Peter Waite (philanthropist)

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Australian pastoralist and philanthropist Peter Waite

Peter Waite (9 May 1834 – 4 April 1922)[1] was a South Australian pastoralist, businessman, company director and public benefactor. Waite's philanthropic endeavors provided significant benefit to the University of Adelaide and to local public schools, and generations of students have benefited from his largesse.

Career[edit]

Waite was born at Kirkcaldy, Fife, Scotland, son of James Waite, a farmer, and his wife Elizabeth, née Stocks. Waite was left fatherless and after leaving school he was apprenticed to an ironmonger[1] and spent nine years in commercial pursuits. Waite then sailed to Australia aboard the British Trident, landed at Melbourne and went on to South Australia.[1] There he joined his brother James who was part owner of Pandappa station near Terowie. Waite worked on this station for some years and acquired a thorough knowledge of the pastoral industry. Waite then (in conjunction with Sir Thomas Elder) bought Paratoo station, and gradually obtained interests in other properties.[2] He was one of the first to realize the value of fenced as against open runs, and spent over £200,000 in fencing and providing water. He later owned Momba Station, one of the largest sheep stations in outback New South Wales. Waite and other pastoralists in the area formed the Pastoralists' Association of West Darling in 1906.[3]

On 21 November 1864 Waite married his first cousin Matilda Methuen (d.1922), a daughter of James Methuen of Leith, Scotland. Together they had eight children.[1] For many years he lived in the country and kept a strict eye on the management of his various properties. Later he was able to hand over much of this management to his son, while he conducted business in Adelaide. He thoroughly understood the needs of pastoralists, and in 1883 became chairman of Elder's Wool & Produce Co. Ltd, a subsidiary Elder Smith and Company.[1] In 1888 the two companies were amalgamated and he became chairman of directors of Elder Smith & Co. Ltd, "displaying remarkable ingenuity and initiative".[1] He held this position for 34 years, resigning a few months before his death. Waite was also Managing Director of the Beltana Pastoral Co. Ltd and the Mutooroo Pastoral Co. Ltd. He held directorships with the Commercial Union Assurance Co. Ltd, the British Broken Hill Co. Ltd, and the S.A. Woollen Co. Ltd.[1]

Philanthropic deeds[edit]

Urrbrae House, which was included in Peter Waite's bequest to the University of Adelaide. The house was his primary place of residence from 1891 when it was completed until his death in 1922.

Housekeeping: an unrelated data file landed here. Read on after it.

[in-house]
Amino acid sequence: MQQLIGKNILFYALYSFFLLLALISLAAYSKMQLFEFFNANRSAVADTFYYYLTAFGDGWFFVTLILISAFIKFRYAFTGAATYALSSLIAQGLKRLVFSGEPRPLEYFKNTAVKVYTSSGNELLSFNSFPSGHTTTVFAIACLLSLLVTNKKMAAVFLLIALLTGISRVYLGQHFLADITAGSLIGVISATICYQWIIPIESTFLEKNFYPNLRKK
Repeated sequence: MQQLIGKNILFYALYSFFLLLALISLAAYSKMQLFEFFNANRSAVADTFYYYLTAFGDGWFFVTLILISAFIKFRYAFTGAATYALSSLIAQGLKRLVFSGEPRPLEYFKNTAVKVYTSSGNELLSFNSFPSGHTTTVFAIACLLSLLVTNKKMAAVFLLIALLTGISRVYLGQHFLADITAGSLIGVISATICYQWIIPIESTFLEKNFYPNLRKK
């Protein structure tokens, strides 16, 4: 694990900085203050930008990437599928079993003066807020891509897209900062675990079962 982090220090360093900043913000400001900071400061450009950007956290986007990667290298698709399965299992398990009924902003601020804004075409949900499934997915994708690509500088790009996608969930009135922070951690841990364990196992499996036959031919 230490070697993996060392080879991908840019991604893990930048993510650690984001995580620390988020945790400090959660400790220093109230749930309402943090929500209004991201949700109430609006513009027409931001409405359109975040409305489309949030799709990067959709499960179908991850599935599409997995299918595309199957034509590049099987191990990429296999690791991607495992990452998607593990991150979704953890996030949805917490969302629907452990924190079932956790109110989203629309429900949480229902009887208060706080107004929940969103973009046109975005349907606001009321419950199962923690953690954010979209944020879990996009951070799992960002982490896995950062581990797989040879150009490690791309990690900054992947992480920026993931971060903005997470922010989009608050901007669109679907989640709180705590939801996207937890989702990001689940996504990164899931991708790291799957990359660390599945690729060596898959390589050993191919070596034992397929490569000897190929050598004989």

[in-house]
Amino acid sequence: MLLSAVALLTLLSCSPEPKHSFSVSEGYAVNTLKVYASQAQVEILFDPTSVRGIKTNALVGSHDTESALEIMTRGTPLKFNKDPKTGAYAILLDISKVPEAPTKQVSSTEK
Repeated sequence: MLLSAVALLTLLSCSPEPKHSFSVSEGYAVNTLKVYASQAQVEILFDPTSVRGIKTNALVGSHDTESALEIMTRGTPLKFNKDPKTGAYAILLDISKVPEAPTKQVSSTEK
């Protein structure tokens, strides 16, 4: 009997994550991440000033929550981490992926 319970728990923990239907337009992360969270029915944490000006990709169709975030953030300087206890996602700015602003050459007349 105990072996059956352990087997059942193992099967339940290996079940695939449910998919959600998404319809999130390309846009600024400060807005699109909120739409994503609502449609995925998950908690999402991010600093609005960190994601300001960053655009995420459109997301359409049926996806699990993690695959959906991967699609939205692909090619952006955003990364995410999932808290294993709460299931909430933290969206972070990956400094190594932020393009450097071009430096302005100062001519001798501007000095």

In 1913 Waite presented to the University of Adelaide his valuable Urrbrae estate comprising 134 acres (54 ha) and house, to which in 1915 was added the adjoining Claremont and Netherby estates of 165 acres (67 ha). Benefactions to the University of Adelaide allowed the university to establish the Waite Agricultural Research Institute which later became the Waite Campus of the university, the hub of the Waite Research Precinct.[4] The Waite Institute was established on the site in 1924.

The donation remains one of the largest public benefactions in South Australian history.[4] The objective of the bequest was to advance the cause of education, and more especially, to promote the teaching and study of agriculture, forestry and other related subjects.[2] The Waite Institute has developed into an integrated research and teaching precinct that has been presented as a model for the collocation of agricultural research institutions.

Waite also gave an adjoining estate of 114 acres (46 ha) to the government of South Australia for the purpose of founding an agricultural high school: Urrbrae Agricultural High School.[1] Waite was working until a few months before his death from heart failure on 4 April 1922; he was survived by his wife, son and three daughters.[1] One of his daughters, Elizabeth Macmeikan (died 5 April 1931), left the residue of her estate, some £16,000, to the University of Adelaide to be used for the study of sciences relating to the land, either in connexion with the Waite Research Institute or otherwise.

References[edit]

  1. ^ a b c d e f g h i Findlay, Marjorie (1976). "Waite, Peter (1834-1922)". Australian Dictionary of Biography 6. Canberra: Australian National University. Retrieved 2010-02-14. 
  2. ^ a b Searle, Percival (1949). "Waite, Peter". Dictionary of Australian Biography. Angus and Robertson. Retrieved 2008-01-25. 
  3. ^ "History". The Pastoralists’ Association of West Darling. 2012. Retrieved 15 June 2014. 
  4. ^ a b "Peter Waite". University of Adelaide. 2008. Retrieved 2008-01-25. 

External links[edit]